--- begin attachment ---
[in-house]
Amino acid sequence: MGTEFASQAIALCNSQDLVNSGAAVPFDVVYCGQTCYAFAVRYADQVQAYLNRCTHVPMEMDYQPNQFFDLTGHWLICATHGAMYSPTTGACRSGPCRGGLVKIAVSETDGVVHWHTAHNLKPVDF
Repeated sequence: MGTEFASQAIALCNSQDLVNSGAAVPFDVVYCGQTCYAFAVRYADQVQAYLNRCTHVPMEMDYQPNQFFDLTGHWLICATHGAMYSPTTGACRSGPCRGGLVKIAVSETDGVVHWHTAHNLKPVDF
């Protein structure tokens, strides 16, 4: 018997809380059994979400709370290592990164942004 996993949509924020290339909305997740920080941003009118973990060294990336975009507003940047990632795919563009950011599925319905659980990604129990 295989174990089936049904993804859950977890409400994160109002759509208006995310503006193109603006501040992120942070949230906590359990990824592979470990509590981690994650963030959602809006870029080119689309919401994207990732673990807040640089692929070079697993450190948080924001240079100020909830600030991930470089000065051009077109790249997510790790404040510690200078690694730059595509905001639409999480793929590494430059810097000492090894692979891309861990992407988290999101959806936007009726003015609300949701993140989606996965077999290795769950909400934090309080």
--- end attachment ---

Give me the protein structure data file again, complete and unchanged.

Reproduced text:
[in-house]
Amino acid sequence: MGTEFASQAIALCNSQDLVNSGAAVPFDVVYCGQTCYAFAVRYADQVQAYLNRCTHVPMEMDYQPNQFFDLTGHWLICATHGAMYSPTTGACRSGPCRGGLVKIAVSETDGVVHWHTAHNLKPVDF
Repeated sequence: MGTEFASQAIALCNSQDLVNSGAAVPFDVVYCGQTCYAFAVRYADQVQAYLNRCTHVPMEMDYQPNQFFDLTGHWLICATHGAMYSPTTGACRSGPCRGGLVKIAVSETDGVVHWHTAHNLKPVDF
């Protein structure tokens, strides 16, 4: 018997809380059994979400709370290592990164942004 996993949509924020290339909305997740920080941003009118973990060294990336975009507003940047990632795919563009950011599925319905659980990604129990 295989174990089936049904993804859950977890409400994160109002759509208006995310503006193109603006501040992120942070949230906590359990990824592979470990509590981690994650963030959602809006870029080119689309919401994207990732673990807040640089692929070079697993450190948080924001240079100020909830600030991930470089000065051009077109790249997510790790404040510690200078690694730059595509905001639409999480793929590494430059810097000492090894692979891309861990992407988290999101959806936007009726003015609300949701993140989606996965077999290795769950909400934090309080």